Crooke said the company will have a new name, which will be announced later. He added that the company has more than 150 positions open and linked to a hiring site with roles across China, Taiwan, Poland, the U.K. and California.

“There are tremendous career opportunities as we build a new multibillion-dollar global company that brings together amazing technology, people and operational scale to become a powerhouse in the NAND storage and memory industry,” Crooke wrote.

Alexey Stolyar, CTO of International Computer Concepts, a Northbrook, Ill.-based systems integrator, told CRN that Intel’s NAND business will help SK Hynix build out its American presence and expand its sales reach, which has been more focused on the OEM side in recent years.

Stolyar added that Intel’s NAND SSD products have sold well at his company, and they’re well supported by a sales and marketing team that he expects will largely stay the same under SK Hynix. One of the biggest questions he has for the business, whether it’s part of Intel or SK Hynix, is availability, which has been a challenge for products across multiple vendors as part of the global chip shortage.

“The transition is going to be pretty simple,” he said. “One day it’s going to be a different brand, and I think their biggest thing is how do they keep up with the road map and availability of products.”

Intel and SK Hynix announced last October that Intel would sell its NAND memory and storage business to SK Hynix for $9 billion. This means that Intel will part ways with its NAND SSD product line while it holds on to its Optane memory and storage business that now sits within the newly formed Datacenter and AI Group, a division Intel created recently as part of a restructuring of its Data Platform Group.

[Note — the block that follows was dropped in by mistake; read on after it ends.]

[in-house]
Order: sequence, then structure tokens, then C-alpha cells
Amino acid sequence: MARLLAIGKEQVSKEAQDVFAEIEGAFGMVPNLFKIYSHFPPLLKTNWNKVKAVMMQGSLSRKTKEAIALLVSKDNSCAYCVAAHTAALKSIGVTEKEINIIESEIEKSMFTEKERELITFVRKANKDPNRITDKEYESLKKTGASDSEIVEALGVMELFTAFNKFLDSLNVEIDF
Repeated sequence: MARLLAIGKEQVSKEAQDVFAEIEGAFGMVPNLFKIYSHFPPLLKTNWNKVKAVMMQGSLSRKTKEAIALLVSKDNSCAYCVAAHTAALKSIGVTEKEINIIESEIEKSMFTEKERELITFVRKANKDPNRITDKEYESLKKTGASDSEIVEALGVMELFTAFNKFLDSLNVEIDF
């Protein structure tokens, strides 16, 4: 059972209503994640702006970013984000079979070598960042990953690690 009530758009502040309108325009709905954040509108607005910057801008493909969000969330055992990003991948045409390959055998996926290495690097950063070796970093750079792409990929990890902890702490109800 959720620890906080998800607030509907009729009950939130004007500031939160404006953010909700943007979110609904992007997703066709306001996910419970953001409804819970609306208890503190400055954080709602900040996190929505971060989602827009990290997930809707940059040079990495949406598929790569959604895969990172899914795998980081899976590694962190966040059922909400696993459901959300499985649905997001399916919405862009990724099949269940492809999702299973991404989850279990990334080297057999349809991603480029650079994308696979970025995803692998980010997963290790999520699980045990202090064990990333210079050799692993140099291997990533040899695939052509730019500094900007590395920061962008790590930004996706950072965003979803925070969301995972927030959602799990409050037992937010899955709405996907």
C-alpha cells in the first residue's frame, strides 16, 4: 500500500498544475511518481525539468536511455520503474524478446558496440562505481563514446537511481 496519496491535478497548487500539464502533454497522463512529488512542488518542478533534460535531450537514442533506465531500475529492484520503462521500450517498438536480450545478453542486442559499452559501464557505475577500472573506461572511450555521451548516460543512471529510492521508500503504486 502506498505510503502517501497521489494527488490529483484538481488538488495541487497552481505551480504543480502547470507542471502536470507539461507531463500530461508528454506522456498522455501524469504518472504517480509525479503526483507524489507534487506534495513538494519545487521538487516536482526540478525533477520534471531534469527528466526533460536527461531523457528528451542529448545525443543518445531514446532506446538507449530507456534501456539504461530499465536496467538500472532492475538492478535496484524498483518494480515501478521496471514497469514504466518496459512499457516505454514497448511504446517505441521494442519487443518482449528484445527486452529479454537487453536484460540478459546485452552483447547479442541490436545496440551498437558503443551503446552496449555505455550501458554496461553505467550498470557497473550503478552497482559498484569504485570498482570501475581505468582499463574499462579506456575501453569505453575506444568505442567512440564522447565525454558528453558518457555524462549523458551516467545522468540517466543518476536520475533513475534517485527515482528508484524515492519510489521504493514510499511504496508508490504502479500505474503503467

The deal is expected to close in two parts. The companies have previously said that SK Hynix will acquire Intel’s NAND SSD business, along with associated technology IP and employees in addition to a plant in Dalian, China, for $7 billion once that part of the deal is approved by regulators, which they expected to happen in late 2021. The second part is expected to close in March 2025 and will include technology IP related to the manufacture and design of NAND flash wafers as well research and development employees and the Dalian factory workforce.

The SK Hynix-Intel NAND deal has already received approval from the U.K., U.S. and European Union, and SK Hynix said last week it expects to get approval from China later this year.

SK Hynix has previously said that the acquisition of Intel’s NAND business will make it more competitive in the storage market, particularly in the realm of enterprise SSDs.

In October, the company highlighted Intel’s “industry-leading” NAND SSD technology and quadruple level cell NAND flash products and how Intel’s NAND businesses generated $2.8 billion in revenue and contributed roughly $600 million in operating income for the first six months of 2020.

“By taking each other’s strengths and technologies, SK Hynix will proactively respond to various needs from customers and optimize our business structure, expanding our innovative portfolio in the NAND flash market segment, which will be comparable with what we achieved in DRAM,” said Seok-Hee Lee, CEO of SK Hynix, in a statement at the time.